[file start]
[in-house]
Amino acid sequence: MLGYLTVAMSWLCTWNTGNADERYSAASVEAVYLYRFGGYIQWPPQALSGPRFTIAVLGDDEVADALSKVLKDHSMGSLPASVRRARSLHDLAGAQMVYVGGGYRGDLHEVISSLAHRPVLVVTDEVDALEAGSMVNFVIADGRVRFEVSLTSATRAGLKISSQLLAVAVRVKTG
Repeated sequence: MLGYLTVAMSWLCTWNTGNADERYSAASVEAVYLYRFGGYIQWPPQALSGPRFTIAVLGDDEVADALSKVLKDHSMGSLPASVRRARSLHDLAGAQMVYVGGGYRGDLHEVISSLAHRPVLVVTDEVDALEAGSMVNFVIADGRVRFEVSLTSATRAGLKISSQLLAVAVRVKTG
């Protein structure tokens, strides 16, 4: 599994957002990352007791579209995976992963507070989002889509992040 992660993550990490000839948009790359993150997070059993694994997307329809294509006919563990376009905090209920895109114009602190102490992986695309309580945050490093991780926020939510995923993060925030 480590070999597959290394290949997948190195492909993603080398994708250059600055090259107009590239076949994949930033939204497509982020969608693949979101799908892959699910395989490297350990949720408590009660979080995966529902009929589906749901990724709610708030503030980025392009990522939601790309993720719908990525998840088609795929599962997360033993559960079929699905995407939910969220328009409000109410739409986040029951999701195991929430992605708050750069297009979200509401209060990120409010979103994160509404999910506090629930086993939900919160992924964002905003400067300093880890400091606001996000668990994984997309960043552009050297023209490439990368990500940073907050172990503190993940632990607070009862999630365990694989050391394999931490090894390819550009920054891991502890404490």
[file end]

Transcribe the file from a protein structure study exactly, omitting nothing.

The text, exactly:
[in-house]
Amino acid sequence: MLGYLTVAMSWLCTWNTGNADERYSAASVEAVYLYRFGGYIQWPPQALSGPRFTIAVLGDDEVADALSKVLKDHSMGSLPASVRRARSLHDLAGAQMVYVGGGYRGDLHEVISSLAHRPVLVVTDEVDALEAGSMVNFVIADGRVRFEVSLTSATRAGLKISSQLLAVAVRVKTG
Repeated sequence: MLGYLTVAMSWLCTWNTGNADERYSAASVEAVYLYRFGGYIQWPPQALSGPRFTIAVLGDDEVADALSKVLKDHSMGSLPASVRRARSLHDLAGAQMVYVGGGYRGDLHEVISSLAHRPVLVVTDEVDALEAGSMVNFVIADGRVRFEVSLTSATRAGLKISSQLLAVAVRVKTG
């Protein structure tokens, strides 16, 4: 599994957002990352007791579209995976992963507070989002889509992040 992660993550990490000839948009790359993150997070059993694994997307329809294509006919563990376009905090209920895109114009602190102490992986695309309580945050490093991780926020939510995923993060925030 480590070999597959290394290949997948190195492909993603080398994708250059600055090259107009590239076949994949930033939204497509982020969608693949979101799908892959699910395989490297350990949720408590009660979080995966529902009929589906749901990724709610708030503030980025392009990522939601790309993720719908990525998840088609795929599962997360033993559960079929699905995407939910969220328009409000109410739409986040029951999701195991929430992605708050750069297009979200509401209060990120409010979103994160509404999910506090629930086993939900919160992924964002905003400067300093880890400091606001996000668990994984997309960043552009050297023209490439990368990500940073907050172990503190993940632990607070009862999630365990694989050391394999931490090894390819550009920054891991502890404490």